The most common way to persist data into database is JDBC, i.e. Java Database connectivity. JDBC is Java Specific implementation of ODBC (Open Database Connectivity). It allows simple way for Java to execute SQL commands and interact with Database. Though it is easy to use, JDBC has a major challenge of SQL portability across Database vendors. The SQL command which works fine for oracle might now work for mysql or ms-sql.

Another popular approach for data persistence is ORM or object relational mapping. The idea is to map Java objects (POJOs) directly to a table in database. There are many strong players like Toplink (now eclipse link) and hibernate in this space.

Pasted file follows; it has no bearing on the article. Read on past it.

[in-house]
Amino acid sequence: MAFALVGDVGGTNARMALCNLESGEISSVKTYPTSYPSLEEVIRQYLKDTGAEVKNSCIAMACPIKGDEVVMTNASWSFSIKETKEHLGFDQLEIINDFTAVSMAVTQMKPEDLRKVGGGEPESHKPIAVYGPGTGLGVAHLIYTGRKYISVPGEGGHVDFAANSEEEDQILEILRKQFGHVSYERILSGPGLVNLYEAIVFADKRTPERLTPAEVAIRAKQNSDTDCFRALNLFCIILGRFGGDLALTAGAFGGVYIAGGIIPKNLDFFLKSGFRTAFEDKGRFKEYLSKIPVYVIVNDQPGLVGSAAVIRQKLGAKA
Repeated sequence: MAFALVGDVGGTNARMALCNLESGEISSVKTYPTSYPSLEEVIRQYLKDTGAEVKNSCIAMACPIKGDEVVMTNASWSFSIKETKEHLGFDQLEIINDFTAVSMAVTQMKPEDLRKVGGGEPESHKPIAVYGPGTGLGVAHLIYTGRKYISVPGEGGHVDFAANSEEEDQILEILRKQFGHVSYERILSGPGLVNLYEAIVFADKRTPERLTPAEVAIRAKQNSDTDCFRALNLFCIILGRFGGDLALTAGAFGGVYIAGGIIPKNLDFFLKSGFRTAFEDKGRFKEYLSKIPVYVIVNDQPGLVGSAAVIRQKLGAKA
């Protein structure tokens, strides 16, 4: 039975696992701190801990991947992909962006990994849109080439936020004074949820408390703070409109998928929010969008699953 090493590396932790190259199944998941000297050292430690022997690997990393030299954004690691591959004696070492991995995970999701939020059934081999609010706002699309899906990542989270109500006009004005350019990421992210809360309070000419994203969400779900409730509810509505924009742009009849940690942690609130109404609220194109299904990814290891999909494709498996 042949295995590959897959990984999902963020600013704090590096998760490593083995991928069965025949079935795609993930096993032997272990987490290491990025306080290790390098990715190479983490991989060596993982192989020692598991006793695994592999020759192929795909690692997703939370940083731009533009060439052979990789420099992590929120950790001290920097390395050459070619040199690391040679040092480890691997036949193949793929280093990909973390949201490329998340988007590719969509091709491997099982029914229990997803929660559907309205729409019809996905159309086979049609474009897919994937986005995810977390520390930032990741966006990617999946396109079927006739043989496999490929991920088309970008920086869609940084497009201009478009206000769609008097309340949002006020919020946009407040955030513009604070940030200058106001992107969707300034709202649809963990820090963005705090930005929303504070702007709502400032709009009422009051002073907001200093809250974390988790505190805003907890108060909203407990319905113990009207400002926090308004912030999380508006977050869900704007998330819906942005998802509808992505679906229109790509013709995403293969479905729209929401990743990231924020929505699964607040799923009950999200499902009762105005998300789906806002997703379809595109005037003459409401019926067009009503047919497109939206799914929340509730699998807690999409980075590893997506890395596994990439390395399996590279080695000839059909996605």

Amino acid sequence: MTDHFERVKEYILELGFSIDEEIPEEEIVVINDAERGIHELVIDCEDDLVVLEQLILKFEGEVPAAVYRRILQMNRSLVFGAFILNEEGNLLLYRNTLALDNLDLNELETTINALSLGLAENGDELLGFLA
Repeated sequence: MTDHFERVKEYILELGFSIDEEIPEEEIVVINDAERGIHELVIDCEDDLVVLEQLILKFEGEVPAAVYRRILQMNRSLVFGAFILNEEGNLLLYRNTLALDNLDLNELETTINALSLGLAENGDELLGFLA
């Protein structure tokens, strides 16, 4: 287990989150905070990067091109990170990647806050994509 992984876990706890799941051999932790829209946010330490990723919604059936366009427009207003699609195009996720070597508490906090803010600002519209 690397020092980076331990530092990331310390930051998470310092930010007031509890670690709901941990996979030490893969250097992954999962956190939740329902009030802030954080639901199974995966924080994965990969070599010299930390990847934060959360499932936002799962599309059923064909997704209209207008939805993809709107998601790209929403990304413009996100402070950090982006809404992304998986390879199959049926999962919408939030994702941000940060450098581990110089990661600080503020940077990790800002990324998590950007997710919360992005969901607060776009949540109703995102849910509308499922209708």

Then came another important player EJB- entity beans. With EJB 2.0, support for persistence was good, but at cost of implementing complex EJBs.

There is another specification for persistence, JDO, Java Data Objects, which is mostly used to save Objects directly and hence make a good case for non relational or no-sql database usage.

Because of all the above mentioned options available for persistence in Java, need for standards became very important, which resulted first in JPA 1.0 and later a more complete specification in form of JPA 2.0.

Creating a Spring MVC REST WebService

To get started let’s create a simple dynamic web project in Eclipse.

1. Modify web.xml to let it know about Spring

 <servlet-name>springapp</servlet-name>
<servlet-class>